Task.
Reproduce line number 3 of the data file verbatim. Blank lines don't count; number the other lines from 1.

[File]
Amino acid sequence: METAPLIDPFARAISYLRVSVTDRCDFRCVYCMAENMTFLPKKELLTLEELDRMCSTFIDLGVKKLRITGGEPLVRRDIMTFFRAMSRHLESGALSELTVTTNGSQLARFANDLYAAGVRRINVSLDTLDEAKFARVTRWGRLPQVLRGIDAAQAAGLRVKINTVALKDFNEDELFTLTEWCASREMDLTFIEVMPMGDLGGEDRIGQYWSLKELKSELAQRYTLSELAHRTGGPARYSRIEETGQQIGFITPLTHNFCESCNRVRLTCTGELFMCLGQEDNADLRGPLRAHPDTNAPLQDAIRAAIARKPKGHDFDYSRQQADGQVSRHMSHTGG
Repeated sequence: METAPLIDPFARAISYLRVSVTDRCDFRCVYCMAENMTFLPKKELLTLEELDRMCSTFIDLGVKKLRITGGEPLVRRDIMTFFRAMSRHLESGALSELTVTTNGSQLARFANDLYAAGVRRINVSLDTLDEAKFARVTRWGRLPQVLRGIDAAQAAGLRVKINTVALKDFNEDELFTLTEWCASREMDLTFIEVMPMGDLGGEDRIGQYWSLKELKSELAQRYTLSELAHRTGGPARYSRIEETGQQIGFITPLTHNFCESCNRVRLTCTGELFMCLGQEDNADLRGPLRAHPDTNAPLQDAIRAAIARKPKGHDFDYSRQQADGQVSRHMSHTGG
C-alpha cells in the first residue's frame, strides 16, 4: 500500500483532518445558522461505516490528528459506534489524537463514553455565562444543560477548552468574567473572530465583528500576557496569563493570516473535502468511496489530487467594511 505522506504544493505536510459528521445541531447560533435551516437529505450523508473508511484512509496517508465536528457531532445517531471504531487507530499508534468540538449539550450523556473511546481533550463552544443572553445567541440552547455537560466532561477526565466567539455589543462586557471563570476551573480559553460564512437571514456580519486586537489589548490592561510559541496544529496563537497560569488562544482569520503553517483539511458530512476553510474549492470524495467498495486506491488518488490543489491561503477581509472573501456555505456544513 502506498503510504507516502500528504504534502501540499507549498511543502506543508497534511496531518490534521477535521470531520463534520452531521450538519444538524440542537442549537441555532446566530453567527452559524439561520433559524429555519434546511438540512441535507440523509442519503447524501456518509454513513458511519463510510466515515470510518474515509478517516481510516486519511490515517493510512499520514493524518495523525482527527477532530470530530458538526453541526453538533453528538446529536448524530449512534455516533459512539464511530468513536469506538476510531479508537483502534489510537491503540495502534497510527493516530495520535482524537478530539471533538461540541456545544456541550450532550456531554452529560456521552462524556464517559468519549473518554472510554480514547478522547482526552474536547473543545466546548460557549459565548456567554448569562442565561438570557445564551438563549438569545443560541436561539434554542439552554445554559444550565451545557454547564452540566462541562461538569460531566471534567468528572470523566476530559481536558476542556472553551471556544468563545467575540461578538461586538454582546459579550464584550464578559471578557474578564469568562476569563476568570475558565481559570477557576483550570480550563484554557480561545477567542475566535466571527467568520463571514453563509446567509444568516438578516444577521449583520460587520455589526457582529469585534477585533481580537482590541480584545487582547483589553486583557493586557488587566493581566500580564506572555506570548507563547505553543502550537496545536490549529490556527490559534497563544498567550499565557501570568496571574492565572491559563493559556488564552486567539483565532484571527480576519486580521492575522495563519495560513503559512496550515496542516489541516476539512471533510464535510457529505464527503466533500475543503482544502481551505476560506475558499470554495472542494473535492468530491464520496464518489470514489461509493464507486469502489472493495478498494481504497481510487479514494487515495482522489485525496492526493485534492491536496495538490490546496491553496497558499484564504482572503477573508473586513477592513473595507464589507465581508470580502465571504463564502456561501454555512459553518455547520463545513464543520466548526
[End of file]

C-alpha cells in the first residue's frame, strides 16, 4: 500500500483532518445558522461505516490528528459506534489524537463514553455565562444543560477548552468574567473572530465583528500576557496569563493570516473535502468511496489530487467594511 505522506504544493505536510459528521445541531447560533435551516437529505450523508473508511484512509496517508465536528457531532445517531471504531487507530499508534468540538449539550450523556473511546481533550463552544443572553445567541440552547455537560466532561477526565466567539455589543462586557471563570476551573480559553460564512437571514456580519486586537489589548490592561510559541496544529496563537497560569488562544482569520503553517483539511458530512476553510474549492470524495467498495486506491488518488490543489491561503477581509472573501456555505456544513 502506498503510504507516502500528504504534502501540499507549498511543502506543508497534511496531518490534521477535521470531520463534520452531521450538519444538524440542537442549537441555532446566530453567527452559524439561520433559524429555519434546511438540512441535507440523509442519503447524501456518509454513513458511519463510510466515515470510518474515509478517516481510516486519511490515517493510512499520514493524518495523525482527527477532530470530530458538526453541526453538533453528538446529536448524530449512534455516533459512539464511530468513536469506538476510531479508537483502534489510537491503540495502534497510527493516530495520535482524537478530539471533538461540541456545544456541550450532550456531554452529560456521552462524556464517559468519549473518554472510554480514547478522547482526552474536547473543545466546548460557549459565548456567554448569562442565561438570557445564551438563549438569545443560541436561539434554542439552554445554559444550565451545557454547564452540566462541562461538569460531566471534567468528572470523566476530559481536558476542556472553551471556544468563545467575540461578538461586538454582546459579550464584550464578559471578557474578564469568562476569563476568570475558565481559570477557576483550570480550563484554557480561545477567542475566535466571527467568520463571514453563509446567509444568516438578516444577521449583520460587520455589526457582529469585534477585533481580537482590541480584545487582547483589553486583557493586557488587566493581566500580564506572555506570548507563547505553543502550537496545536490549529490556527490559534497563544498567550499565557501570568496571574492565572491559563493559556488564552486567539483565532484571527480576519486580521492575522495563519495560513503559512496550515496542516489541516476539512471533510464535510457529505464527503466533500475543503482544502481551505476560506475558499470554495472542494473535492468530491464520496464518489470514489461509493464507486469502489472493495478498494481504497481510487479514494487515495482522489485525496492526493485534492491536496495538490490546496491553496497558499484564504482572503477573508473586513477592513473595507464589507465581508470580502465571504463564502456561501454555512459553518455547520463545513464543520466548526